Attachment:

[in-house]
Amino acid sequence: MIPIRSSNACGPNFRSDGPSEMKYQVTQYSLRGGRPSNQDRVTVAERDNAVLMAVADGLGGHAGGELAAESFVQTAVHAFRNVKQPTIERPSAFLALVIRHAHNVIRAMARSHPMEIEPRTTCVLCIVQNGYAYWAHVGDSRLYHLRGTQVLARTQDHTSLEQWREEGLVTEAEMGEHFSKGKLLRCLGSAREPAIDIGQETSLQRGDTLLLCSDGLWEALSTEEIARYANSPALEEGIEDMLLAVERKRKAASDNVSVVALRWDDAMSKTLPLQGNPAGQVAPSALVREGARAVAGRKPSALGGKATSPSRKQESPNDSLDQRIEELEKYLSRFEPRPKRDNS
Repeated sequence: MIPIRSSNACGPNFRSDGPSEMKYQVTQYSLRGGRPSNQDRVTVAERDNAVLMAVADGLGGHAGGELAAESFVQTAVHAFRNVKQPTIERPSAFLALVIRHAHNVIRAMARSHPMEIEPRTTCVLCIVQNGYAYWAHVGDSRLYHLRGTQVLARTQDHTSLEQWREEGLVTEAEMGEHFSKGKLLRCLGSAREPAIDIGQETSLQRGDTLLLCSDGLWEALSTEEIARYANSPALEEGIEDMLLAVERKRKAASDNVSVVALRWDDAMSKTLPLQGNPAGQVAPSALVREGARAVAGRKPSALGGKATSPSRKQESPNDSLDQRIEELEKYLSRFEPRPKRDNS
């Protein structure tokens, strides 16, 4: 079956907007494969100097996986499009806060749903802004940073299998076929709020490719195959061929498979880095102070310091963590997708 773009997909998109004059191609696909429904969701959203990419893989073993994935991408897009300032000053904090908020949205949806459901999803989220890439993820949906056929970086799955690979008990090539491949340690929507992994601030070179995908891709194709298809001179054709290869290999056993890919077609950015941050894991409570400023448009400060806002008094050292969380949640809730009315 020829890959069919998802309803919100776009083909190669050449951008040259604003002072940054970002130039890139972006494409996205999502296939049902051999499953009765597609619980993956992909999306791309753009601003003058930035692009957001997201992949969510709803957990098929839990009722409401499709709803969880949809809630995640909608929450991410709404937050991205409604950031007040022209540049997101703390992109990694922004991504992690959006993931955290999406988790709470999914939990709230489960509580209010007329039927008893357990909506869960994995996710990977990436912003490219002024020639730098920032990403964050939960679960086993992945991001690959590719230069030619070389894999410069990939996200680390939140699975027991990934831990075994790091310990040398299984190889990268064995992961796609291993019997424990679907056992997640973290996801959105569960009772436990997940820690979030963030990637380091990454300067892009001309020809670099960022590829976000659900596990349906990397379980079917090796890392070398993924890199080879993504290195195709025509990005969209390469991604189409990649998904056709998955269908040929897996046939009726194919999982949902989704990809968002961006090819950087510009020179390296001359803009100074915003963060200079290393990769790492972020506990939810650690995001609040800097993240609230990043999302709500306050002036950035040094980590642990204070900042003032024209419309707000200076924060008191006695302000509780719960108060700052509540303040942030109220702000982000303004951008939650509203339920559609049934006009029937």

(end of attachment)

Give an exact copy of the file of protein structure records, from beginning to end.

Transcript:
[in-house]
Amino acid sequence: MIPIRSSNACGPNFRSDGPSEMKYQVTQYSLRGGRPSNQDRVTVAERDNAVLMAVADGLGGHAGGELAAESFVQTAVHAFRNVKQPTIERPSAFLALVIRHAHNVIRAMARSHPMEIEPRTTCVLCIVQNGYAYWAHVGDSRLYHLRGTQVLARTQDHTSLEQWREEGLVTEAEMGEHFSKGKLLRCLGSAREPAIDIGQETSLQRGDTLLLCSDGLWEALSTEEIARYANSPALEEGIEDMLLAVERKRKAASDNVSVVALRWDDAMSKTLPLQGNPAGQVAPSALVREGARAVAGRKPSALGGKATSPSRKQESPNDSLDQRIEELEKYLSRFEPRPKRDNS
Repeated sequence: MIPIRSSNACGPNFRSDGPSEMKYQVTQYSLRGGRPSNQDRVTVAERDNAVLMAVADGLGGHAGGELAAESFVQTAVHAFRNVKQPTIERPSAFLALVIRHAHNVIRAMARSHPMEIEPRTTCVLCIVQNGYAYWAHVGDSRLYHLRGTQVLARTQDHTSLEQWREEGLVTEAEMGEHFSKGKLLRCLGSAREPAIDIGQETSLQRGDTLLLCSDGLWEALSTEEIARYANSPALEEGIEDMLLAVERKRKAASDNVSVVALRWDDAMSKTLPLQGNPAGQVAPSALVREGARAVAGRKPSALGGKATSPSRKQESPNDSLDQRIEELEKYLSRFEPRPKRDNS
């Protein structure tokens, strides 16, 4: 079956907007494969100097996986499009806060749903802004940073299998076929709020490719195959061929498979880095102070310091963590997708 773009997909998109004059191609696909429904969701959203990419893989073993994935991408897009300032000053904090908020949205949806459901999803989220890439993820949906056929970086799955690979008990090539491949340690929507992994601030070179995908891709194709298809001179054709290869290999056993890919077609950015941050894991409570400023448009400060806002008094050292969380949640809730009315 020829890959069919998802309803919100776009083909190669050449951008040259604003002072940054970002130039890139972006494409996205999502296939049902051999499953009765597609619980993956992909999306791309753009601003003058930035692009957001997201992949969510709803957990098929839990009722409401499709709803969880949809809630995640909608929450991410709404937050991205409604950031007040022209540049997101703390992109990694922004991504992690959006993931955290999406988790709470999914939990709230489960509580209010007329039927008893357990909506869960994995996710990977990436912003490219002024020639730098920032990403964050939960679960086993992945991001690959590719230069030619070389894999410069990939996200680390939140699975027991990934831990075994790091310990040398299984190889990268064995992961796609291993019997424990679907056992997640973290996801959105569960009772436990997940820690979030963030990637380091990454300067892009001309020809670099960022590829976000659900596990349906990397379980079917090796890392070398993924890199080879993504290195195709025509990005969209390469991604189409990649998904056709998955269908040929897996046939009726194919999982949902989704990809968002961006090819950087510009020179390296001359803009100074915003963060200079290393990769790492972020506990939810650690995001609040800097993240609230990043999302709500306050002036950035040094980590642990204070900042003032024209419309707000200076924060008191006695302000509780719960108060700052509540303040942030109220702000982000303004951008939650509203339920559609049934006009029937």